With respect to toxins, it is a population that causes us very, very special concern, because of the constant, ongoing exposure within their total daily environment. I spent many years working with families of asbestos victims. And there again, we saw in many instances the danger posed by asbestos brought home on the Levis of the workers, and to the members of the family in that household, as asbestos dust just continued to build up inside those houses, and eventually struck down members of the families that were not, in fact, employed in the industry.

So the issues you raise here today are of very serious concern to us. And we will continue to follow up on them.

And Mr. Ramirez, thank you very much for your testimony. And I hope that Natalie is feeling better, and I hope that she continues to experience recovery from her cancer.



Ms. ISRAEL. Good morning, and thank you for this special opportunity.

Chairman MILLER. Speak right into the microphone, or no one will hear what you have to say.

Ms. ISRAEL. Can you hear me now?
Mrs. BOXER. Just talk louder.

Chairman MILLER. Just talk louder, and speak up, and relax and enjoy yourself. Come on.

Ms. ISRAEL. My name is Kathleen Israel, and this is my story. I am a mother of a child who attended Davidson Middle School in San Rafael. I have two other children, and I am the co-chairperson for the Concerned-

Chairman MILLER. Into the mike.
Ms. ISRAEL. I am sorry.
Chairman MILLER. You have to speak up.

Ms. ISRAEL. Residents of Marin County. I believe that my child was exposed to a variety of hazardous chemicals while attending his school last year. These chemicals emanated from the PG&ELindaro Street Dumpsite in San Rafael, and are listed in Exhibit 1.

The PG&E-Lindaro Street is approximately 900 feet upwind to the north of Davidson Middle School. And this dumpsite was formerly occupied by a coal gasification facility from 1875 to 1960.

My concerns for my child are both the potential for the development of cancer in the future, as well as his immediate health problems, which include fatigue, severe headaches, irritability, confusion, and loss of concentration.

My concerns are for all children and families who are exposed to toxic chemicals from abandoned coal gasification sites, both in California and all throughout the United States.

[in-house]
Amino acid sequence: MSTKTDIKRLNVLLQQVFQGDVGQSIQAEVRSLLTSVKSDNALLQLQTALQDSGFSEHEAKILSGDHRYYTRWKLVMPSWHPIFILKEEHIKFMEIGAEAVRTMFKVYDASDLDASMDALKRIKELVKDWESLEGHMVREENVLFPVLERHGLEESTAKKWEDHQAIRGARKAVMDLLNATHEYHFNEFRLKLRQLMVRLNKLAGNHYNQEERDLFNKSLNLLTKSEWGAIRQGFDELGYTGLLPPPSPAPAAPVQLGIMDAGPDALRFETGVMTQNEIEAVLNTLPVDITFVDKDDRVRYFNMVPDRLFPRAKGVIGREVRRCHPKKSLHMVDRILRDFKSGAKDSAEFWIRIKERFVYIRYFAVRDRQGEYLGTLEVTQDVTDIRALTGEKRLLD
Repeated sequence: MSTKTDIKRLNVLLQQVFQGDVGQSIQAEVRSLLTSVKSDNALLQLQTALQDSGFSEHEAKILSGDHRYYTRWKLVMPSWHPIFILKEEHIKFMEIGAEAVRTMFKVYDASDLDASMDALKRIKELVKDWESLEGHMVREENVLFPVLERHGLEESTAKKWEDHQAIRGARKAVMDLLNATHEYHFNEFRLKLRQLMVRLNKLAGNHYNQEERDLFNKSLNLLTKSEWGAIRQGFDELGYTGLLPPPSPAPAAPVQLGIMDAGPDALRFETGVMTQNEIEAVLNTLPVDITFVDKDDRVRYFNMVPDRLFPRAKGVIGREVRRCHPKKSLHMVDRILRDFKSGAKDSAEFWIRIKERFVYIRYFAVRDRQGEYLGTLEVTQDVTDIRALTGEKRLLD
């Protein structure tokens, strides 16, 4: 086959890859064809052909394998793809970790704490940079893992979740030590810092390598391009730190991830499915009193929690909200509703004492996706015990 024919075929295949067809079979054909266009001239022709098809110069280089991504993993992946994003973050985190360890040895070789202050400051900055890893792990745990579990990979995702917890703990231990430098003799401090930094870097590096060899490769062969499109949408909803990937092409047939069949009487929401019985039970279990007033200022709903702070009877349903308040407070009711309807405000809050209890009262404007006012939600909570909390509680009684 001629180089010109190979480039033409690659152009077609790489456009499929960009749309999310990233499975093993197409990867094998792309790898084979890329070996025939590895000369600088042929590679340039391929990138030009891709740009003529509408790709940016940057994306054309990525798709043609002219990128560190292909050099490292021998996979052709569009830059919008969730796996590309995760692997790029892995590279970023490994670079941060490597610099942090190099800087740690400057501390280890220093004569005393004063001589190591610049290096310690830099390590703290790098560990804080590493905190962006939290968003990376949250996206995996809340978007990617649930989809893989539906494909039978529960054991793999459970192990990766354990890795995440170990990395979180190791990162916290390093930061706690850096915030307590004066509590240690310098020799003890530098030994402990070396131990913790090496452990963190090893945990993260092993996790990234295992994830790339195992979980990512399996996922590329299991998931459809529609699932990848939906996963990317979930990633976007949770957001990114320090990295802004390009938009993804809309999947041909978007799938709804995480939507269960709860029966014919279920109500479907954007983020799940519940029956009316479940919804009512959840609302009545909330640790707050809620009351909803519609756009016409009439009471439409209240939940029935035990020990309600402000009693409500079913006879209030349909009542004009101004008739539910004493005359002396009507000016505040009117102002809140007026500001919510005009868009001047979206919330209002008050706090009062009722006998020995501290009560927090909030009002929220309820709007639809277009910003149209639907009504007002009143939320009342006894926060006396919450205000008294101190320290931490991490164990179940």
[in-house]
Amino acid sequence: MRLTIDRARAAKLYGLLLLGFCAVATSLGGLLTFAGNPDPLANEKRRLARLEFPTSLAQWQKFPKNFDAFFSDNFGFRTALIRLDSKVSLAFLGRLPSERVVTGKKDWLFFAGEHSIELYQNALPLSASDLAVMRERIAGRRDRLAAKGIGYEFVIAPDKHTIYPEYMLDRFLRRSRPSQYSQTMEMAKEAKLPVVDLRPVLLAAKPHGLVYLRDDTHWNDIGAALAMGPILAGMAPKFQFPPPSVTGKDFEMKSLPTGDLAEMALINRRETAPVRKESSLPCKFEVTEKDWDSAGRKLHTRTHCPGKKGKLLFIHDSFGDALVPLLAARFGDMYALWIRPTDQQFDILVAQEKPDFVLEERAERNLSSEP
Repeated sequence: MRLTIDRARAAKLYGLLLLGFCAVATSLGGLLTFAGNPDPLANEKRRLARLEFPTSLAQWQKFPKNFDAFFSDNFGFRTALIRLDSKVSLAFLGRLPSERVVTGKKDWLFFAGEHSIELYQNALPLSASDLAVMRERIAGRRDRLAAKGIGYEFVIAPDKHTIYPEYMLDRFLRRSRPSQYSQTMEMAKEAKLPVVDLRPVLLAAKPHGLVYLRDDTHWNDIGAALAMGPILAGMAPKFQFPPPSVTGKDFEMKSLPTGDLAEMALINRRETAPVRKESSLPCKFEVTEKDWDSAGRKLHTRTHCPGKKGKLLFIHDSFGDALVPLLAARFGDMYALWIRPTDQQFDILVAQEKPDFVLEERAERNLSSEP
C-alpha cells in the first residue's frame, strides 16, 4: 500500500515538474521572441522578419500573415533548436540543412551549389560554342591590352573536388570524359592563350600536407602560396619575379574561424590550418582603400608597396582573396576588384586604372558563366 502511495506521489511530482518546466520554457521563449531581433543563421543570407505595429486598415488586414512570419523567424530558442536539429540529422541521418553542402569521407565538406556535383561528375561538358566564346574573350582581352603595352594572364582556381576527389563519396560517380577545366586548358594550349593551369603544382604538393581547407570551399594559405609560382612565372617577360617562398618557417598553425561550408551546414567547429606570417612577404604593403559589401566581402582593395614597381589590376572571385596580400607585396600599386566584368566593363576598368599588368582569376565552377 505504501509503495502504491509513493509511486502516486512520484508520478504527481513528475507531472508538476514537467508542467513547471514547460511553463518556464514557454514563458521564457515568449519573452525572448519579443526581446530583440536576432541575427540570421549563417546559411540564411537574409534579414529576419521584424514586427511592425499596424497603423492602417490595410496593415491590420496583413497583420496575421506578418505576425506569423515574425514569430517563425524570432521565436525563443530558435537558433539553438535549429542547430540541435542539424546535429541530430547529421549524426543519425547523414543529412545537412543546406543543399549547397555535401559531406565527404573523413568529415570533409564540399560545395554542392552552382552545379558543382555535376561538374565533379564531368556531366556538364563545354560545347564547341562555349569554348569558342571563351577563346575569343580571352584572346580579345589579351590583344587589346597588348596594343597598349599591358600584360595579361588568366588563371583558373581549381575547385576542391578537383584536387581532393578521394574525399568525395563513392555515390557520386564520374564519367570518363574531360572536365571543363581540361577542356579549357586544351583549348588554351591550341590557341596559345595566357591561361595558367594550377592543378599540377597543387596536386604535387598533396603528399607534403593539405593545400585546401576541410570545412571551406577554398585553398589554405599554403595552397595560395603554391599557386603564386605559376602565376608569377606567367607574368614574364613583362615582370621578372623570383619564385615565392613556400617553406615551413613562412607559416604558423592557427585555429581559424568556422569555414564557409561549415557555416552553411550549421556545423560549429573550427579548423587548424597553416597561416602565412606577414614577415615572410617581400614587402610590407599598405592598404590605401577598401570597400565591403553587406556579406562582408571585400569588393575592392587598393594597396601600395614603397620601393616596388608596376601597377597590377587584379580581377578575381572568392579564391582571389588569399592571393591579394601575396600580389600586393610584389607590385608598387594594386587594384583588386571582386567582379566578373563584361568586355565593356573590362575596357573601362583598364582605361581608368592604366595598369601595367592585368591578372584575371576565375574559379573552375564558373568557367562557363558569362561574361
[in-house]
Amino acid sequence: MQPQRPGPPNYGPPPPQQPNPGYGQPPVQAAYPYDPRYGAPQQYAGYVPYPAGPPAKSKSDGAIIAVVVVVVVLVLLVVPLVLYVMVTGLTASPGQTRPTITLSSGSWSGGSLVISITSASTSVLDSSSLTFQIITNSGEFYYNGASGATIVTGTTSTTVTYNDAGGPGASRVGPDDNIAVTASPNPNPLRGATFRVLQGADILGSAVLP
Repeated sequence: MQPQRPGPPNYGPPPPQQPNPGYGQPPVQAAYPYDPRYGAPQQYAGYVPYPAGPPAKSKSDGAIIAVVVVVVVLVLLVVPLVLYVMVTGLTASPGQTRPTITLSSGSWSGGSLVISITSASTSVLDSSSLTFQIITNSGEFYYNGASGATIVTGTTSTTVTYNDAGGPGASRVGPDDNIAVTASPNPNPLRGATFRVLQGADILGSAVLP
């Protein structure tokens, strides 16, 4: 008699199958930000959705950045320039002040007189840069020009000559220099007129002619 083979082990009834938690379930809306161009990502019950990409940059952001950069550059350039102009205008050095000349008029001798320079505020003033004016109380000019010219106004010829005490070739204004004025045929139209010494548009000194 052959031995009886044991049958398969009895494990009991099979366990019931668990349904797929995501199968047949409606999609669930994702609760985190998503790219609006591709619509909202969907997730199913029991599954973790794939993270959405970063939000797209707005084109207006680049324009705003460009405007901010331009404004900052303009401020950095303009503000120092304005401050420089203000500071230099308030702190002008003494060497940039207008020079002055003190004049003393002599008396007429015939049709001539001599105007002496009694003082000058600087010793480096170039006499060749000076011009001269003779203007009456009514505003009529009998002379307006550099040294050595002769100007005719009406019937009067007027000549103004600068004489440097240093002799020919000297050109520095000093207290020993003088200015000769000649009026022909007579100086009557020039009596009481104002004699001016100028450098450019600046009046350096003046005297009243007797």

The PG&E-Lindaro Street Dumpsite has buried subterranean coal gasification waste products, which included approximately 1,200,000,000 pounds of lampblack and/or coke; approximately 10 million gallons of coal tars, including polynuclear aromatic hydrocarbons, or PNAs; and approximately 30 million gallons of by-product, including benzene, toluene, xylenes, and other light hydrocarbons.

Please formulate and implement an effective policy that directs the U.S. Army Corps of Engineers to clean up this site and other dumpsites, with technologies that are safe, effective, and utilize onsite recoveries of these waste products so they can be recycled and used as chemical feedstocks.

And I would just like to add these. To emphasize that it is very important to inform the educators regarding the effects of toxics so they can take the responsibility in educating the parents and the children. And I would like to ask you to please help us with the future for our children.

[Prepared statement of Kathleen Israel follows:]



My name is Kathleen Israel and I am a mother of a child who attended Davidson Middle School in San Rafael; I have two other childreu I also am the co-chairperson for the concerned Residents of Marin County (CRMC). I believe that my child was exposed to a variety of hazardous chemicals while attending his school last year. These chemicals emanated from the PG&E - Lindaro Street Dumpsite in San Rafael and are listed in EXHIBIT ONE; the PG&E - Lindaro Street Dumpsite is approximately nine hundred feet upwind, to the north, of Davidson Middle School. This Dumpsite was formerly occupied by a coal gasification facility from 1875 to 1960.

My concerns for my child are both the potential for the development of cancer in the future as well as his immediate health problems which include: fatigue, severe headaches, irritability, confusion, and loss of concentration.

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in all children and families who are exposed to these types of toxic chemicals from abandoned coal gasification sites both in California and all throughout the United States.

The PG&E Lindaro street Dumpsite has buried subterranean, coal gasification waste products which included:

1) approximately 1,200,000,000 pounds of lamp

black and or "coke

[blocks in formation]

(EXHITIT TWO gives the estimates of the amounts of these waste products during the lifetime of the PG&E coal gasification facility's operation from 1875 to 1930. This facility produced approximately ten billion cubic feet of coal gas during this period. )